Sky Sports is your new home for both domestic and European football – but what are the major differences between the two?
For a unique take on how the football landscape differs in England and on the continent, we spoke to a man who has enjoyed several decades of top-level experience both here and in mainland Europe.
Christian Damiano has been assistant manager to Jean Tigana at Fulham, Gerard Houllier at Liverpool and Steve Wigley at Southampton – and more recently has worked alongside Claudio Ranieri at top Italian clubs Juventus, Roma and Inter Milan.
The Frenchman was also involved in the successful youth set-up of his home country in the 1990s, nurturing some of the biggest talents in France, including Thierry Henry and William Gallas, as well as working with former France managers, Aime Jacquet and Roger Lemerre.
Sky Sports caught up with Damiano to get his opinions on how England differs from our European neighbours on and off the pitch – and how we can look to improve the national game over here.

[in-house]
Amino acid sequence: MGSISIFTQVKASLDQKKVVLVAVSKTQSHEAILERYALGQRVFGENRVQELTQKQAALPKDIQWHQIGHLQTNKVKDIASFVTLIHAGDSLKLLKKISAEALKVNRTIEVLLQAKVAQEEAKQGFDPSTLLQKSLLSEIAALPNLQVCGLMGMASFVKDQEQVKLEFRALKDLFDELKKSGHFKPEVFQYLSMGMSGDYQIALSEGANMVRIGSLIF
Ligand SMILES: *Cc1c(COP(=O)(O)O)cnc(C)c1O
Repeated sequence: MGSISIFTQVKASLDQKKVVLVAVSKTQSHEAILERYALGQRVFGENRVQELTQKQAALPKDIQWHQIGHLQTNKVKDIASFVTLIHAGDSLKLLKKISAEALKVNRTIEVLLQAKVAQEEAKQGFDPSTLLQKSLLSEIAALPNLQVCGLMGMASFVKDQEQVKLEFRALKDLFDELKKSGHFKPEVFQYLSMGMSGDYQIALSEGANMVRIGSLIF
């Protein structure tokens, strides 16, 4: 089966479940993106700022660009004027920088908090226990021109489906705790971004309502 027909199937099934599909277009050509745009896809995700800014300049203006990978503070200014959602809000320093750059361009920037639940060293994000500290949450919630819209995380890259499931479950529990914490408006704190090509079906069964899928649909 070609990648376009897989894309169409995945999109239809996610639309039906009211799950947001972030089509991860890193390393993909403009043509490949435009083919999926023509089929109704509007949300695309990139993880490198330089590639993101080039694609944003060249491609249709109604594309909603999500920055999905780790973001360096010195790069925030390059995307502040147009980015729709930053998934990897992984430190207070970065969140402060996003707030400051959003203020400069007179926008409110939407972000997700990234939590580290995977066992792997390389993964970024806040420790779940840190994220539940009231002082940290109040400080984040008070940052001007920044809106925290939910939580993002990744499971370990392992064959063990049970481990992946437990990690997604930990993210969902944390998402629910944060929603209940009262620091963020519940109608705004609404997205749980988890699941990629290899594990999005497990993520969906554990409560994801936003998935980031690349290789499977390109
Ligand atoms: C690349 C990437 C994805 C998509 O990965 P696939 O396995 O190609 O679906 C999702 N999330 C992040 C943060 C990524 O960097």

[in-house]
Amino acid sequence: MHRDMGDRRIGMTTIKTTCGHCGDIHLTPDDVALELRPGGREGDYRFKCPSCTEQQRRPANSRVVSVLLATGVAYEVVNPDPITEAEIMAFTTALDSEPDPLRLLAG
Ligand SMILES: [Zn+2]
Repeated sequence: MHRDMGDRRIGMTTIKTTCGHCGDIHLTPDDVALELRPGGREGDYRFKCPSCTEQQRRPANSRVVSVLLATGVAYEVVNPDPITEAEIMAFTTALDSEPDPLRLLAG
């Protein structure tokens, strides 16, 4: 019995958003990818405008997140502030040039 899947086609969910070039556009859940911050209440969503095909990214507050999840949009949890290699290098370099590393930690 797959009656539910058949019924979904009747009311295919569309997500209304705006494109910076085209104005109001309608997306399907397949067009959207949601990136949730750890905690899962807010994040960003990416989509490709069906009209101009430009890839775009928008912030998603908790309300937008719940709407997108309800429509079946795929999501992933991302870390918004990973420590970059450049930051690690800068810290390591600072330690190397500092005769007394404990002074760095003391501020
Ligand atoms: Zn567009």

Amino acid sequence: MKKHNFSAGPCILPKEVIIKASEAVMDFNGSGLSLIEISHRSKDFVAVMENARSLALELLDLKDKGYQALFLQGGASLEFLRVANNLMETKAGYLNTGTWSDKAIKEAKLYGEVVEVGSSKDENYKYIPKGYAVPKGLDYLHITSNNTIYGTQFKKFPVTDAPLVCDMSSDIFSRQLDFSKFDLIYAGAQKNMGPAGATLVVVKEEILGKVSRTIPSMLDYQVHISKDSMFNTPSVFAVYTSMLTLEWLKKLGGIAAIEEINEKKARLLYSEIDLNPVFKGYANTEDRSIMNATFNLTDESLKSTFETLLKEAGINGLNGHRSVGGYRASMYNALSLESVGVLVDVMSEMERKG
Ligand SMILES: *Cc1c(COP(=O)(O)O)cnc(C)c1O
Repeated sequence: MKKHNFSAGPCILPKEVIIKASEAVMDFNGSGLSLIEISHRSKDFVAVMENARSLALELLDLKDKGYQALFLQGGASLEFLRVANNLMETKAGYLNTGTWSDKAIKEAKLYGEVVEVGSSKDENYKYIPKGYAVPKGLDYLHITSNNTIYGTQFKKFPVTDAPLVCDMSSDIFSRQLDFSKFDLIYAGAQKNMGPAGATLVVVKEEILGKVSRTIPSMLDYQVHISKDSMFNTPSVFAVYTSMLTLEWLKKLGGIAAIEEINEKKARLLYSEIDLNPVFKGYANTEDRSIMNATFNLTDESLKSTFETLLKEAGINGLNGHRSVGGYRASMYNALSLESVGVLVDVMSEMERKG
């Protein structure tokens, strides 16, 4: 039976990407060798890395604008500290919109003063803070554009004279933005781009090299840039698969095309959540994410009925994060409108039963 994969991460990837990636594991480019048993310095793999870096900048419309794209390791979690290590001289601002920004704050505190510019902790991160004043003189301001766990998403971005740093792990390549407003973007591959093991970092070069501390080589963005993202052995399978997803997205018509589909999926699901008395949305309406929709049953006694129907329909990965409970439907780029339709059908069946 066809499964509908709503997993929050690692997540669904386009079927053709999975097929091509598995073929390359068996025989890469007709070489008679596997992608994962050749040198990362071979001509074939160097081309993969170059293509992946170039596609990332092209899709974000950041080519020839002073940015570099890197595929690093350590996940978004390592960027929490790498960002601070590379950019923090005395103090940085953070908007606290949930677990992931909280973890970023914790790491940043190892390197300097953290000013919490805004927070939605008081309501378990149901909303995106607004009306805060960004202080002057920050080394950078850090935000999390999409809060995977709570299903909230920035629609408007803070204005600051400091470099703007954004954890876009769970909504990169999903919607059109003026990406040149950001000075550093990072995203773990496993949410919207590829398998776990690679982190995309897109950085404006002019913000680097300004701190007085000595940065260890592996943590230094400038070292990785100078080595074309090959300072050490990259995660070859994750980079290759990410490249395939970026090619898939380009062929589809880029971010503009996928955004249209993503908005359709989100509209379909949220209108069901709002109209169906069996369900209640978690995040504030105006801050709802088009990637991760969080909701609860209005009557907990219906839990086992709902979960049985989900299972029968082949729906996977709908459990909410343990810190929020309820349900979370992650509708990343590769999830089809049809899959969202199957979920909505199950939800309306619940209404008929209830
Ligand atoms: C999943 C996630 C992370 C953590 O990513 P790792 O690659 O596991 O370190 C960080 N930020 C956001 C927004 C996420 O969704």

CHRISTIAN DAMIANO: In England I think it is the best for everything around it and for the organisation. It is very safe inside the stadium and it is a great atmosphere, a family atmosphere. That is a fantastic success and a great example in the world. In Italy the atmosphere around is very dangerous because you have so many ultras and hooligans and they create big difficulties for the crowd. This is why sometimes the stadiums are not full and passions are more inside the house because people are afraid to go the stadium. That is a big nightmare for the organisation in Italy.
CHRISTIAN DAMIANO: On the pitch, I discovered great qualities in England. When I was in France, we don’t have the same passion. In England you have immediately great passion, great discipline, great fighters and respect. For a manager, 70% or 85% of the job is done. That is why you can consider it paradise for the managers to work in England. In Italy you have great passion like in England and you have great quality and expertise in the people that are working inside. They are at a high level in tactical situations and in the physical situation and the players have the same spirit as in England. They are great professionals with a great attitude and dedication.
CHRISTIAN DAMIANO: You have a culture about effort. In England, the player will give 100% - or 120% - and the respect is fantastic about this. At the end the result is important, but not VERY important like it is in Italy. In Italy the victory is fundamental, the victory is the culture. In England it is a culture of effort, in Italy it is only about the victory. When you are young or when you are professional they put a lot of pressure on you to win.